The “Container Baby” Lifestyle

“Container Baby” is a relatively new term used in pediatrics to describe a baby that spends a majority of her time in some sort of enclosed space. These ‘containers’ can include car seats, bouncy swings, vibrating chairs, bumbo seats or other devices that ‘contain’ a baby’s movement. They can be used for any number of reasons, whether it be for safety or to give mom a few free minutes to cook dinner or fold laundry.

How “Containing” Your Baby Can Delay Motor Development:

Some babies spend many of their waking hours in a containing device and don’t get enough floor time to play. Floor time, where a baby is either placed on his tummy or back to play, is extremely important to help with strengthening his neck, back, tummy, arm and leg muscles. Floor time allows a child to explore her environment and provides essential sensory input, including tactile and visual information, that helps with development.

Plagiocephaly or Flatness of the Head:

Another direct cause of the “container baby” lifestyle is the increasing occurrence of plagiocephaly, or flatness of the head. Babies who are contained in the same position are at risk for developing flatness to one part of their head, which can lead to cosmetic deformities, facial asymmetry and torticollis, or the tightening of one side of the neck. Plagiocephaly often begins in-utero, but it can easily be prevented by making sure that your child is spending enough play time on his tummy. Aim for three hours of tummy time per day by the time your child is two months old.

Alternatives to Car-Seats, Swings and Other “Containers” for your Baby:

Devices like front and back carriers are a great way to help your child with their head control and serve as nice alternatives to carrying her in the car-seat if she is not going to be in the car. Car seats are heavy and awkward, and they don’t provide you with the opportunity to snuggle and bond with your baby. Once your baby is old enough to hold his head up, front and back carriers are a great way for him to help develop his neck and back muscles since he will be interested in looking around his environment.

All parents need time during the day to get some housework done and to spend time in places other than on the floor playing with the baby. A playpen is a great way to give yourself some time to make dinner or do the dishes while your child is occupied but not strapped down in a container. Your baby will love that she can be active in her environment, and it will give her great opportunities to develop the muscles that she will need to reach her gross motor milestones.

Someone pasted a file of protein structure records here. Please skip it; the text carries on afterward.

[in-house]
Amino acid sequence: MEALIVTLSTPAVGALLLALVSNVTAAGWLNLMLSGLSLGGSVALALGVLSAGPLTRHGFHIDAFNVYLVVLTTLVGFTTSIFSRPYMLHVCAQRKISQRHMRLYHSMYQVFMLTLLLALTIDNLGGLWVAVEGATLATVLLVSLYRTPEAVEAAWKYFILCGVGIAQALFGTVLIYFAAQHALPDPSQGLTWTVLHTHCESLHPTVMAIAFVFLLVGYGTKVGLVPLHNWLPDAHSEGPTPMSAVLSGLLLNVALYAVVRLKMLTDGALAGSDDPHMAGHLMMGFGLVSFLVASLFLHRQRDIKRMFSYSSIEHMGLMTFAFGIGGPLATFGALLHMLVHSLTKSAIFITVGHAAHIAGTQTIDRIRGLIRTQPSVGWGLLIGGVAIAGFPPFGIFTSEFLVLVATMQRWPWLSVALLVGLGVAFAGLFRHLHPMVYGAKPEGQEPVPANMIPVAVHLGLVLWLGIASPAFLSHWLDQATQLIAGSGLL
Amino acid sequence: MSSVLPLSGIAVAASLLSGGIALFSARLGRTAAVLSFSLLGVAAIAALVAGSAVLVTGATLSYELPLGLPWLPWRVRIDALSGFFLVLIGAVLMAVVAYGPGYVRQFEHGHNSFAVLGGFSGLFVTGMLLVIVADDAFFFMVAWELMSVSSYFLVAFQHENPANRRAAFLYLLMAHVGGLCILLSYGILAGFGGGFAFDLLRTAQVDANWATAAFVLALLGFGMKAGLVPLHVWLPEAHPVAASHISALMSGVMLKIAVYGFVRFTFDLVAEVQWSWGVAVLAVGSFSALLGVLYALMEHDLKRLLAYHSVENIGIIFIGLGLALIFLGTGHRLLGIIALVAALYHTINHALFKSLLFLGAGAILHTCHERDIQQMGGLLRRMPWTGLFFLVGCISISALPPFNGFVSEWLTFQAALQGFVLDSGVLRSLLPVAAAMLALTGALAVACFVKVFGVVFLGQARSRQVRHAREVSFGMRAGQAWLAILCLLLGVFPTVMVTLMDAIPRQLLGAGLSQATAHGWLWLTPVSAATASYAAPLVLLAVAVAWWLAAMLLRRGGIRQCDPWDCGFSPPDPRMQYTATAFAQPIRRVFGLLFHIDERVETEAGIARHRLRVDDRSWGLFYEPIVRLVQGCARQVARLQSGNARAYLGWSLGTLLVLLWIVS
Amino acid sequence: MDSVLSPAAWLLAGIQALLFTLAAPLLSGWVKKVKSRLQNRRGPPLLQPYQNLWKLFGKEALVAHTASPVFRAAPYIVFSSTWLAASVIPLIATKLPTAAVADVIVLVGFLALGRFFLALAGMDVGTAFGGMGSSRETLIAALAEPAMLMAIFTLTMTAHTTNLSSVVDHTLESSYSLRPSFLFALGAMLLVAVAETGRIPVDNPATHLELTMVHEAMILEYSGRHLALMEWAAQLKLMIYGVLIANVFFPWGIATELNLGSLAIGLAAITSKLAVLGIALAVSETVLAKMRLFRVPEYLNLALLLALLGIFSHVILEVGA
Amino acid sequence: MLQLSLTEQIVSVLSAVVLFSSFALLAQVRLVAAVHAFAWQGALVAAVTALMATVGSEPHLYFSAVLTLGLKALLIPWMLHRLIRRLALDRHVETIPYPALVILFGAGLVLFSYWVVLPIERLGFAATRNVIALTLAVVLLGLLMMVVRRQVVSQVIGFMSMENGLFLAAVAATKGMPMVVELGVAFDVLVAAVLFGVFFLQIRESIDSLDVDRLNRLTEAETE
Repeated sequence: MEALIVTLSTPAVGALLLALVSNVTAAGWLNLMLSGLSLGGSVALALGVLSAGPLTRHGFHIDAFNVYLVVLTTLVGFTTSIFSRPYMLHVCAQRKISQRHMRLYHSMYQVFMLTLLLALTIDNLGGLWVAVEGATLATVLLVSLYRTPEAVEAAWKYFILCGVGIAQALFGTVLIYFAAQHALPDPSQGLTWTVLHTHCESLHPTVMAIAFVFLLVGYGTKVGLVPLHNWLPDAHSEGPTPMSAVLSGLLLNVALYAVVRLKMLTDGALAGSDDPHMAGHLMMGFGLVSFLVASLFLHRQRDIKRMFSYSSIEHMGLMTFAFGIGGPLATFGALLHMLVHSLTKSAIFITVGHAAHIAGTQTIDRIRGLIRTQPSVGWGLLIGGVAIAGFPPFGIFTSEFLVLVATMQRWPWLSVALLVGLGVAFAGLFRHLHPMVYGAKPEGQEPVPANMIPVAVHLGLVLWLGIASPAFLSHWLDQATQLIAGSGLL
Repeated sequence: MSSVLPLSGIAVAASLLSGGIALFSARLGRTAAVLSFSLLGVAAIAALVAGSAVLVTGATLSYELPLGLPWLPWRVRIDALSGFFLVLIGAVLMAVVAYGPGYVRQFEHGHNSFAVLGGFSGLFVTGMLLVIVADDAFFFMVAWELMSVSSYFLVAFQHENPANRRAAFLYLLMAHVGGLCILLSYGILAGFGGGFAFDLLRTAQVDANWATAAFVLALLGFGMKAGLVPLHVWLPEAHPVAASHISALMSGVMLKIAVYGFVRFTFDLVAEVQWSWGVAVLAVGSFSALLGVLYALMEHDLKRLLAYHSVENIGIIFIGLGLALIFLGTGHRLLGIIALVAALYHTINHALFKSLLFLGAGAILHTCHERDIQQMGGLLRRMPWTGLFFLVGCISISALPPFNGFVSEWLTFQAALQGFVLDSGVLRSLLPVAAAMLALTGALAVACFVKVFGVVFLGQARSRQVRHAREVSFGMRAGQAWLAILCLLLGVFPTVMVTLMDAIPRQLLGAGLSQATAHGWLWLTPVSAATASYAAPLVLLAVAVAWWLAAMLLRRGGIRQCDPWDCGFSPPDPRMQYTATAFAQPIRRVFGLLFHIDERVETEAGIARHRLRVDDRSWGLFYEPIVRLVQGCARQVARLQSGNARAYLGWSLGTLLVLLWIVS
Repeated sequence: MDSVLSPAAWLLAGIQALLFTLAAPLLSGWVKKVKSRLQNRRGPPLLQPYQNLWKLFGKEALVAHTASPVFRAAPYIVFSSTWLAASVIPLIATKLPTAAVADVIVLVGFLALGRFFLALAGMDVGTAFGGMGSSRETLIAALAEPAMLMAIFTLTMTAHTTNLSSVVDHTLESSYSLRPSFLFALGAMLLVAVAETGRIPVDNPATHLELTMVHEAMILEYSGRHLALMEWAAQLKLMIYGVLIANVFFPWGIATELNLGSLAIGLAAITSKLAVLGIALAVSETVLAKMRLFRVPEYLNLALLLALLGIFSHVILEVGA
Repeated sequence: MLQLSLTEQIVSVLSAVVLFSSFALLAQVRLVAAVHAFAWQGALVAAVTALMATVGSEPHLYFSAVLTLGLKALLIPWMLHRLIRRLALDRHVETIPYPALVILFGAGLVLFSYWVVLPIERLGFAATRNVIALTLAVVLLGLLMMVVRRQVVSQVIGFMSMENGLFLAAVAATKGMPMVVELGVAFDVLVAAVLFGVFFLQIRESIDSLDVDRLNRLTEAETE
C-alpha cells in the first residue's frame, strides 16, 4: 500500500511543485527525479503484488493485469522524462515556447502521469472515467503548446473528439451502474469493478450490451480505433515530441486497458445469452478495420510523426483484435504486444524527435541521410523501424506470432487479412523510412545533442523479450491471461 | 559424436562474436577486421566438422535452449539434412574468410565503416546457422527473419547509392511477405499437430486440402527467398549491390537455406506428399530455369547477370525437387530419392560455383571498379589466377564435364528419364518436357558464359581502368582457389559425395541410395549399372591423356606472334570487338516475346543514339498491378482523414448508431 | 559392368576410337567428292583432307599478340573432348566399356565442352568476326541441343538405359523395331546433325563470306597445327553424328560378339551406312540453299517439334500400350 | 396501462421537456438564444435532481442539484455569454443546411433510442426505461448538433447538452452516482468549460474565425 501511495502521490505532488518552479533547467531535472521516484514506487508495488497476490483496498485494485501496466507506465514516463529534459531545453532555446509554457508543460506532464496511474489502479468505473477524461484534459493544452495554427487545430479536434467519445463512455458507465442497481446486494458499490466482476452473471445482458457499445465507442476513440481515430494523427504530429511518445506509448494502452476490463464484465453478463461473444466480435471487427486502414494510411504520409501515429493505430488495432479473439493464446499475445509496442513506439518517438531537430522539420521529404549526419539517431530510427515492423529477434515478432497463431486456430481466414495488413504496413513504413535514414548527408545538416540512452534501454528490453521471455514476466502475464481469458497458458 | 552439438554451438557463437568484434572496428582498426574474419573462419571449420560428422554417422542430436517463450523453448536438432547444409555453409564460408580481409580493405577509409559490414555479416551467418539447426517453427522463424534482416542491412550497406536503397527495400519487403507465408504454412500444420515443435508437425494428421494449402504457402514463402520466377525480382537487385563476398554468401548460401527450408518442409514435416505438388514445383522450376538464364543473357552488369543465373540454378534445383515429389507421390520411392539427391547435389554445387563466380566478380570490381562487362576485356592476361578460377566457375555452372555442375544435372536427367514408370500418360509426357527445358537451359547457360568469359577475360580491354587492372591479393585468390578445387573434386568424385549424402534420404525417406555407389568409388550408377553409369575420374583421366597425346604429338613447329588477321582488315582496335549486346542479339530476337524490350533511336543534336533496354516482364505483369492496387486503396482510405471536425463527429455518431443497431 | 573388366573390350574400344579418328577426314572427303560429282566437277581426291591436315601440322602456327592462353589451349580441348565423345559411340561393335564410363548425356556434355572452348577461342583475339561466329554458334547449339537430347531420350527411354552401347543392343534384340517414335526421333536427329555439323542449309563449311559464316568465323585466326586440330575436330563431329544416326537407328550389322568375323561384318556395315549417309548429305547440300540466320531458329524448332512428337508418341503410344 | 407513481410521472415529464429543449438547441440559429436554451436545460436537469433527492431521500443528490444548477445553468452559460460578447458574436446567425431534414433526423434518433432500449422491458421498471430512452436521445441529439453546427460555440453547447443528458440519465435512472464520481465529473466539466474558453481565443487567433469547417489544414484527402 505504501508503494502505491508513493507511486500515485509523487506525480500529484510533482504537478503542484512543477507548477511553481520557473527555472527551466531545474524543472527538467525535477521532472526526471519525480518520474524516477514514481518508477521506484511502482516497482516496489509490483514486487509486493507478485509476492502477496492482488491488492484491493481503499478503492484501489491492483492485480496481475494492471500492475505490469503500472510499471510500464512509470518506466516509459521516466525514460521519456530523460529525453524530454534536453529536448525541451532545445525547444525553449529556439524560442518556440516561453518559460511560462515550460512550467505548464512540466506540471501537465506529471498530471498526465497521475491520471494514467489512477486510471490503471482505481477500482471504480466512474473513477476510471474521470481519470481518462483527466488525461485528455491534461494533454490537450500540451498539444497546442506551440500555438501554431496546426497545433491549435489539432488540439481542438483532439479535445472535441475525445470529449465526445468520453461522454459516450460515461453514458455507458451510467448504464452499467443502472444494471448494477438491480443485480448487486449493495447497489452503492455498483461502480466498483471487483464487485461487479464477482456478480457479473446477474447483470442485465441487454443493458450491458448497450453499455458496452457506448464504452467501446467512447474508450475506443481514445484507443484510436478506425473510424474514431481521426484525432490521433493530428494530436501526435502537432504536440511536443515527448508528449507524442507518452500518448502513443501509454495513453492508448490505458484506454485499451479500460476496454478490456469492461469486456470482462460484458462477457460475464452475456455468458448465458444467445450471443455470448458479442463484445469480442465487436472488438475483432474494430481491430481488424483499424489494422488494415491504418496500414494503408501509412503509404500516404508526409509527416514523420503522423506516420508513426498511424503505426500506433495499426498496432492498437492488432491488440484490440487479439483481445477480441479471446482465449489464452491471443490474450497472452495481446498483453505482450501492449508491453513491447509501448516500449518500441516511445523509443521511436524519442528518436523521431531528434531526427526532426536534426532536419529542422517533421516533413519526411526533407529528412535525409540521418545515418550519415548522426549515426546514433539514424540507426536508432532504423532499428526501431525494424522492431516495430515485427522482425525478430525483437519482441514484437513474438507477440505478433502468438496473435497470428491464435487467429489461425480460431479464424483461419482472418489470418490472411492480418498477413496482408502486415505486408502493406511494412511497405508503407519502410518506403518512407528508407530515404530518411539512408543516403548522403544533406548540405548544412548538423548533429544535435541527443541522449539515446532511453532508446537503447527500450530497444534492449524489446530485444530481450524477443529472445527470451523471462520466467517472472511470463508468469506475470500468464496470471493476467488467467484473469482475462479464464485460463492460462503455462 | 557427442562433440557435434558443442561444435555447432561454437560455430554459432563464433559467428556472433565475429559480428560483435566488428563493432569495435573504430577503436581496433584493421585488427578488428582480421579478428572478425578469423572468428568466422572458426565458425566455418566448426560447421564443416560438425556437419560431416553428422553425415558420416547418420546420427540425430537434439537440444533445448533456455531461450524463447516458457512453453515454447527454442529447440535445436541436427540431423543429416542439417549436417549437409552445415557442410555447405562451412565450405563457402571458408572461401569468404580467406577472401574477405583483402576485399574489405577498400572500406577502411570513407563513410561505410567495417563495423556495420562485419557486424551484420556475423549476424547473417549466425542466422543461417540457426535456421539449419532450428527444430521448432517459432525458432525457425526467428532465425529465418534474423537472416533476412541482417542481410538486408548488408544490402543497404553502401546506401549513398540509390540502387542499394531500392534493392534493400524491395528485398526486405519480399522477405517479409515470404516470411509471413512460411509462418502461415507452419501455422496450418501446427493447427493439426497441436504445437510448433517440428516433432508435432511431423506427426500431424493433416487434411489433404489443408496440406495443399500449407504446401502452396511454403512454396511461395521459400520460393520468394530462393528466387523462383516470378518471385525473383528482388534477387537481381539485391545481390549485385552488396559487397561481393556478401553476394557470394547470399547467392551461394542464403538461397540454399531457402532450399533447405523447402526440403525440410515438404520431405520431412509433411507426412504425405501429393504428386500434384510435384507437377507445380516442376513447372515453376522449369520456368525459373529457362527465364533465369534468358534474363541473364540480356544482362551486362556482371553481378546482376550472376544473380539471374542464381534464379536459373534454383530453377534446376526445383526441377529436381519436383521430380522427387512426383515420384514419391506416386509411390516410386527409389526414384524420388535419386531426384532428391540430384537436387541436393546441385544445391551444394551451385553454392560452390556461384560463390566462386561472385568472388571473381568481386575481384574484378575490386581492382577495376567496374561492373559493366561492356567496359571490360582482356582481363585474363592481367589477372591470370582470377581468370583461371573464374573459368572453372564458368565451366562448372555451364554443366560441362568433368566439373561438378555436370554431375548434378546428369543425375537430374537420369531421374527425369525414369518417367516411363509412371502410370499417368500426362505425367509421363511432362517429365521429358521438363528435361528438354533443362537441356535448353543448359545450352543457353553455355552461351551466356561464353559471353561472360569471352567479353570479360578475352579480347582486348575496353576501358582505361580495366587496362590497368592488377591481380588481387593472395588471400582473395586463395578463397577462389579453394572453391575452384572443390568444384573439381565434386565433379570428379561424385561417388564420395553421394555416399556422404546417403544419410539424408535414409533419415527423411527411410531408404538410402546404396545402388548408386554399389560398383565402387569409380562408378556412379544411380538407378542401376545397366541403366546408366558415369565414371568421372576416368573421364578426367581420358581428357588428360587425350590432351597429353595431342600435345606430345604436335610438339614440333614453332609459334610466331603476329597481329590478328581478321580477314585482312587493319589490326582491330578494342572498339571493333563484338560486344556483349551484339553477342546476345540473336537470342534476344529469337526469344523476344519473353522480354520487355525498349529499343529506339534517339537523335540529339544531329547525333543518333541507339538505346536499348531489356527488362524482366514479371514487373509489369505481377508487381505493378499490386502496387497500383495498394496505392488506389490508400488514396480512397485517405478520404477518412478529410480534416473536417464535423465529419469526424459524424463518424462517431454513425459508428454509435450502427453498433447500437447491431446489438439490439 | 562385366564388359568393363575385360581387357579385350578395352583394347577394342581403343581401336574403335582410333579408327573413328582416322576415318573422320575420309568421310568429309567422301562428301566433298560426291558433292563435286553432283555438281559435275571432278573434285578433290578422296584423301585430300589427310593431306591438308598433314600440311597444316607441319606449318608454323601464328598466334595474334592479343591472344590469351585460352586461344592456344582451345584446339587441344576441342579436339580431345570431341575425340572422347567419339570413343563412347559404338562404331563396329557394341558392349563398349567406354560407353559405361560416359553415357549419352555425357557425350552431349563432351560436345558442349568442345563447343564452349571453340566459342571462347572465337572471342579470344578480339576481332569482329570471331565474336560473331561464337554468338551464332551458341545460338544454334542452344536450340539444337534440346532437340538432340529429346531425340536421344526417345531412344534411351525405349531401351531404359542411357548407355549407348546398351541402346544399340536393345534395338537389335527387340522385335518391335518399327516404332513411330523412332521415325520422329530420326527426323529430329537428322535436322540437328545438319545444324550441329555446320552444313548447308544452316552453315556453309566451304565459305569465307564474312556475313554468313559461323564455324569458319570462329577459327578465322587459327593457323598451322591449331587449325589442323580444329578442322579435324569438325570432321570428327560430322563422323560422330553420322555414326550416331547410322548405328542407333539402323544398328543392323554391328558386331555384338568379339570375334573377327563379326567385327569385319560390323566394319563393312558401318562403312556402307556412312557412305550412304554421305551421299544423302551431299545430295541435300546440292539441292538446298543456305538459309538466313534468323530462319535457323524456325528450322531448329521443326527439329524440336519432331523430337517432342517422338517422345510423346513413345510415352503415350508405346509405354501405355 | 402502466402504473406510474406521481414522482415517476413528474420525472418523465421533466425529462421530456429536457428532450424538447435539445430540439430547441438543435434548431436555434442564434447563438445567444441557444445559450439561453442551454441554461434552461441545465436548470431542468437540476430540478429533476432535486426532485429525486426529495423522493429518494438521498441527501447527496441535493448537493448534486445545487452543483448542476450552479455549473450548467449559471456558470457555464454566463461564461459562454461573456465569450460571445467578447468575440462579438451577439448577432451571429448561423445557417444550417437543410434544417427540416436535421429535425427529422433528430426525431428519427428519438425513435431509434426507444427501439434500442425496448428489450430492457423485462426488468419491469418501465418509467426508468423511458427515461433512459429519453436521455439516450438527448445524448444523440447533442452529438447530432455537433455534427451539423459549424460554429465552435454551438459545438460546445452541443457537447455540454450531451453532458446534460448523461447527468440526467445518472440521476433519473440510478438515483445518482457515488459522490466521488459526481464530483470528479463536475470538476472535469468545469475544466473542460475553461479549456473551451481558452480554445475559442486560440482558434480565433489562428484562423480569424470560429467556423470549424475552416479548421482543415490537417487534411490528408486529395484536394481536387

For advice and helpful tips on how to help your child enjoy tummy time, please refer to my blog, “Tummy Time and Infants”.

5 replies
  1. Healthy Family
    Healthy Family says:

    As a mama to 4, I just want to add that for some, front and back carriers can cause the parent physical problems. I can’t carry my babies around in carriers anymore. I did with my third because he needed it, but it was very hard on my back. A nice alternative is an exersaucer. I have one that has survived three kids and is on the fourth now. It is loud, but gives babies a chance to sit, stand, spin themselves around, and helps them to work on upper body dexterity with all the attached toys. I totally agree that babies need exercise, especially from 3 months on. What’s your feeling on those door frame jumping seats? I have always been afraid to get one.

    Reply
  2. Tortlelaunchpad
    Tortlelaunchpad says:

    Tummy time is certainly necessary for infant development, particularly for preventing plagiocephaly or “flat head syndrome.” There are many other ways to decrease the risk as well. When approaching and feeding baby, parents can alternate the direction from which they come, encouraging them to turn their head in a different direction each time. Another technique is to place interesting and stimulating toys in new locations around baby’s room so they will have to turn their head in different directions depending on where the toys are. Finally, massaging baby’s neck muscles when they are relaxed can help them stretch both sides of the neck equally. Parents can also visit https://www.facebook.com/DrJaneScott for more information and to join the mission to end plagiocephaly!

    Reply
  3. cherrick Gordon
    cherrick Gordon says:

    Another point to keep in mind is that Plagiocephaly affects “preemie” much more often. If your baby is a preemie and you need to make lots of trips to and from the hospital after you bring your baby home, try to remember to take your baby out of the car seat or stroller immediately after each trip. In addition, try feeding baby from both side of your body so that she has to turn her head to both sides. This will help to prevent her from developing torticollis ( tight neck muscles) which also corrolates with Plagiocephalhy. For more information on why preemies are more susceptible to plagiocephaly click this link http://www.yourbabycandothis.com/?p=1073

    Reply

Trackbacks & Pingbacks

  1. […] With this information in front of me, as a clinician I can advocate the use of slings with very young babies who need that skin-to-skin contact, and with decreasing frequency of use as they get older.  I do not advocate the use of swings, jumpers and (outside of the car) car carriers as places to put babies.  Click here to read about the container baby “lifestyle”. […]

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